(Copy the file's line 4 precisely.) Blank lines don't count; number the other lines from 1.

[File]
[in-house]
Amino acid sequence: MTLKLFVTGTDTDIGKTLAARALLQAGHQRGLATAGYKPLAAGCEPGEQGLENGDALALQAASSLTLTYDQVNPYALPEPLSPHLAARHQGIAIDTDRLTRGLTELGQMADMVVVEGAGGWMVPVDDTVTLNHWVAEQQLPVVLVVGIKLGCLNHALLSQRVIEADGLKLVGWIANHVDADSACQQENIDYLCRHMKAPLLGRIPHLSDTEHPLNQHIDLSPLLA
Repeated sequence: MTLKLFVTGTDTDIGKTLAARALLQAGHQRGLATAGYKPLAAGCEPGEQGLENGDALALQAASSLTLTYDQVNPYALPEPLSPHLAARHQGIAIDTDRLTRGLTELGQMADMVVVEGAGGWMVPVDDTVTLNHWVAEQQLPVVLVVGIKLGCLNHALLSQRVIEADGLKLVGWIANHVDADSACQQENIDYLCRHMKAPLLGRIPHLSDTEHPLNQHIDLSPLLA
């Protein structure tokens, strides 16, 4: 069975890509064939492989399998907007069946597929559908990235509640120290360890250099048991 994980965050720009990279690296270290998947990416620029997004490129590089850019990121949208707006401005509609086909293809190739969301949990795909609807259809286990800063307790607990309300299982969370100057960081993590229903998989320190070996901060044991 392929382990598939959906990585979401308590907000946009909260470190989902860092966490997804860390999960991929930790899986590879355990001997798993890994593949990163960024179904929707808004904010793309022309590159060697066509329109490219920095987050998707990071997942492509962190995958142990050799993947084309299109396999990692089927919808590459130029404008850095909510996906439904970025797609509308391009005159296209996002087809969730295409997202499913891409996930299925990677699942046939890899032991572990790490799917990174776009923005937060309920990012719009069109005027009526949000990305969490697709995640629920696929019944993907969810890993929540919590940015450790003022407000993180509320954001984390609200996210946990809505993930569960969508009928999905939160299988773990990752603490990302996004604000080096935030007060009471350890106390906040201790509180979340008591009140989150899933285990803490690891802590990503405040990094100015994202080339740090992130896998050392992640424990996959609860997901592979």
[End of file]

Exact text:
């Protein structure tokens, strides 16, 4: 069975890509064939492989399998907007069946597929559908990235509640120290360890250099048991 994980965050720009990279690296270290998947990416620029997004490129590089850019990121949208707006401005509609086909293809190739969301949990795909609807259809286990800063307790607990309300299982969370100057960081993590229903998989320190070996901060044991 392929382990598939959906990585979401308590907000946009909260470190989902860092966490997804860390999960991929930790899986590879355990001997798993890994593949990163960024179904929707808004904010793309022309590159060697066509329109490219920095987050998707990071997942492509962190995958142990050799993947084309299109396999990692089927919808590459130029404008850095909510996906439904970025797609509308391009005159296209996002087809969730295409997202499913891409996930299925990677699942046939890899032991572990790490799917990174776009923005937060309920990012719009069109005027009526949000990305969490697709995640629920696929019944993907969810890993929540919590940015450790003022407000993180509320954001984390609200996210946990809505993930569960969508009928999905939160299988773990990752603490990302996004604000080096935030007060009471350890106390906040201790509180979340008591009140989150899933285990803490690891802590990503405040990094100015994202080339740090992130896998050392992640424990996959609860997901592979």